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Re: orion-list Radiocarbon discussion

On Thu, 19 Aug 1999 14:14:48 -0700, ajtjull@physics.arizona.edu writes:
>To the list:
>I was asked to comment on some statements made by Greg Doudna and
>maybe others on the question of the radiocarbon measurements of the

   Thank you for your lucid comments, Dr. Jull.  

>I think it is important that we all understand that the radiocarbon
>dating of the scroll samples was limited by the amount of material
>which could reasonably be removed (as was discussed by both Bonani et
>al 1991 and Jull et al 1995) and further by the amount of pretreatment
>(cleaning) which could be done without destroying the small samples we
>had for dating.

   These discussions were never raised on the List until just
   recently.  As a result, we've been flying blind.

>Since I am coming at this problem from the dating end, I will con-
>centrate on that angle.
>I would comment specifically on some assertions made on the Orion list
>by Doudna and Simms.

   [... snip ... noted ...]

>In my opinion,
>this result should be considered skeptically because of the wide
>difference in ages reported by Bonani et al (195) in their table 2 on
>this scroll and so has a suggestion of some problems with pretreat-

   Which was my point, inter alia.

   [... snip ... noted ...]

>I agree that in this case the unusual result precipitated the retest-
>ing to some extent.  However, you will note that this sample also was
>one of those listed as being contaminated with perspex glue.  If it
>were not removed, this glue would be expected to be 14C-free, from
>petroleum, and hence give an apparent "old" age.   However, one might
>also consider that those scroll fragments which have been glued to
>rice backing paper may also have had other things done to them.   The
>sample of 4Q171 pPs was considered to be cleaner in our report (Jull
>et al., 1995)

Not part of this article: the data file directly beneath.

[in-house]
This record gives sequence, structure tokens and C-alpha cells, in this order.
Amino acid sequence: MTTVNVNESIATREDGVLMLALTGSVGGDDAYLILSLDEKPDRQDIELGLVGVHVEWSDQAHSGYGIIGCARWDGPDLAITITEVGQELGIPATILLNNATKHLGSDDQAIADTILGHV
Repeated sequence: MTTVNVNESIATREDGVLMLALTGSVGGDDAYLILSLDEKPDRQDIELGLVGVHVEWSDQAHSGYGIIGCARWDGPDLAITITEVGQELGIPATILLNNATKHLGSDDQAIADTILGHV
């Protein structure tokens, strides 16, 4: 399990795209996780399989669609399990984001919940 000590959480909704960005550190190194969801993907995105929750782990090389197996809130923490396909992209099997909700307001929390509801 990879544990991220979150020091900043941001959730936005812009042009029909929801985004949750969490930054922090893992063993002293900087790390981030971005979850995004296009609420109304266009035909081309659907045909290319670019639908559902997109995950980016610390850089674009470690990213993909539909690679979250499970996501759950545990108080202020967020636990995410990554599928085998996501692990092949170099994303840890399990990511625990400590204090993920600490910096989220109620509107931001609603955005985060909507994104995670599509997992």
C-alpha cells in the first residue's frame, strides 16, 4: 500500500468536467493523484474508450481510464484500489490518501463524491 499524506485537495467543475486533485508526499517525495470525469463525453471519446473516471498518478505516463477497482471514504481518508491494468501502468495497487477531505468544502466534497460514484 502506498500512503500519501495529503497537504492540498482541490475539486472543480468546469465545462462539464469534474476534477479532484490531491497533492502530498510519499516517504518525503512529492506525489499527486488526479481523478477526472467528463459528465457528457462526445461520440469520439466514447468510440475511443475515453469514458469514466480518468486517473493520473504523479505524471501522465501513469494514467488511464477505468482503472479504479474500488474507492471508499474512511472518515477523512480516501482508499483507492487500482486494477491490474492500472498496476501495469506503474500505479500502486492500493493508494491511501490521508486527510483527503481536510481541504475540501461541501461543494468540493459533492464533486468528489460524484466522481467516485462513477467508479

Cleaner?  See my next comment.

>> The second
>> > > sample gave a dating in agreement with the other Qumran
>> > > texts.  There are now two reported C14 dates for 4QS(d),
>> > > and both cannot be correct.  There is no reason to reject
>> > > the 2nd century CE dating other than that it is outside
>> > > the pattern of other Qumran text radiocarbon datings, as
>> > > well as outside of expectations on other grounds.>
>I think this indicates that we need to develop better criteria for
>cleaning these samples.

   Until such standards are developed then are all bets off?  C-14
   technicians need to show these caveats plainly in their reports.

>> >    In the earlier discussion noted, we learned that the
>> >    modern text examiners often brushed the fragments with
>> >    modern oil to highlight the writing.  No consistent
>> >    record of who did this exists other than that it DID
>> >    occur.  IOW, we have no consistent record of the type
>> >    of handling of the fragments.>
>True, this would be helpful.

   More than helpful.  Until you have set out your contamination
   removals protocols precisely, not having such is fatal to any
   precise conclusions, right?  (as your caveat below...?)

>> >    There is a further explanation not discussed the first
>> >    time around.  Some fragments may have been shielded
>> >    from the ambient contamination of the centuries.  No
>> >    review that I know of has addressed this issue for it